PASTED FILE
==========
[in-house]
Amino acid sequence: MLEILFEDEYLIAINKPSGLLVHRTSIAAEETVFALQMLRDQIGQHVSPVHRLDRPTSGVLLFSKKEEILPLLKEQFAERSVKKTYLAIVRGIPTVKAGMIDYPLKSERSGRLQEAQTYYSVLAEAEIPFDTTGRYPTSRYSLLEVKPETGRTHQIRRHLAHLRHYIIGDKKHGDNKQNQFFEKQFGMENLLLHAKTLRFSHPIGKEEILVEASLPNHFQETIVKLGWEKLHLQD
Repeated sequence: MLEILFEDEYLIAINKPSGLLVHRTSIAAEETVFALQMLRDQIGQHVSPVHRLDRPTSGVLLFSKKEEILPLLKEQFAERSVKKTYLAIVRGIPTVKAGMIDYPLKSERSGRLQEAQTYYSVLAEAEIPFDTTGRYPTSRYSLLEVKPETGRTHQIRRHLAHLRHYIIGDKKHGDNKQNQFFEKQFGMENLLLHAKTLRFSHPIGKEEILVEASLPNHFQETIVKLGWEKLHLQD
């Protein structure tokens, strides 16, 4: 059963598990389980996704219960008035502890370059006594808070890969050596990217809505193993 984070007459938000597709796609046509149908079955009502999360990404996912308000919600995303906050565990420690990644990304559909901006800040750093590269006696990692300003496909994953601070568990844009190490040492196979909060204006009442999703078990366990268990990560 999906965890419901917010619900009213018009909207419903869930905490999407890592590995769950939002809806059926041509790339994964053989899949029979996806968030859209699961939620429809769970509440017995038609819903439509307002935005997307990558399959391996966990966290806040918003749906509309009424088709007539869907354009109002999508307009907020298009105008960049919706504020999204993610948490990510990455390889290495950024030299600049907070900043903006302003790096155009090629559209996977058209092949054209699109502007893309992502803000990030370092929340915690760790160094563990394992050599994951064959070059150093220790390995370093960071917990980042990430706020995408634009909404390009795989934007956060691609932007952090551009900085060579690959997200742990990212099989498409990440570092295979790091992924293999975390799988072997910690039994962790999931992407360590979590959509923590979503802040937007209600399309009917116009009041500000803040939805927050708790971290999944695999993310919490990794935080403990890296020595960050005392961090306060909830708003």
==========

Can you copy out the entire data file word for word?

[in-house]
Amino acid sequence: MLEILFEDEYLIAINKPSGLLVHRTSIAAEETVFALQMLRDQIGQHVSPVHRLDRPTSGVLLFSKKEEILPLLKEQFAERSVKKTYLAIVRGIPTVKAGMIDYPLKSERSGRLQEAQTYYSVLAEAEIPFDTTGRYPTSRYSLLEVKPETGRTHQIRRHLAHLRHYIIGDKKHGDNKQNQFFEKQFGMENLLLHAKTLRFSHPIGKEEILVEASLPNHFQETIVKLGWEKLHLQD
Repeated sequence: MLEILFEDEYLIAINKPSGLLVHRTSIAAEETVFALQMLRDQIGQHVSPVHRLDRPTSGVLLFSKKEEILPLLKEQFAERSVKKTYLAIVRGIPTVKAGMIDYPLKSERSGRLQEAQTYYSVLAEAEIPFDTTGRYPTSRYSLLEVKPETGRTHQIRRHLAHLRHYIIGDKKHGDNKQNQFFEKQFGMENLLLHAKTLRFSHPIGKEEILVEASLPNHFQETIVKLGWEKLHLQD
């Protein structure tokens, strides 16, 4: 059963598990389980996704219960008035502890370059006594808070890969050596990217809505193993 984070007459938000597709796609046509149908079955009502999360990404996912308000919600995303906050565990420690990644990304559909901006800040750093590269006696990692300003496909994953601070568990844009190490040492196979909060204006009442999703078990366990268990990560 999906965890419901917010619900009213018009909207419903869930905490999407890592590995769950939002809806059926041509790339994964053989899949029979996806968030859209699961939620429809769970509440017995038609819903439509307002935005997307990558399959391996966990966290806040918003749906509309009424088709007539869907354009109002999508307009907020298009105008960049919706504020999204993610948490990510990455390889290495950024030299600049907070900043903006302003790096155009090629559209996977058209092949054209699109502007893309992502803000990030370092929340915690760790160094563990394992050599994951064959070059150093220790390995370093960071917990980042990430706020995408634009909404390009795989934007956060691609932007952090551009900085060579690959997200742990990212099989498409990440570092295979790091992924293999975390799988072997910690039994962790999931992407360590979590959509923590979503802040937007209600399309009917116009009041500000803040939805927050708790971290999944695999993310919490990794935080403990890296020595960050005392961090306060909830708003």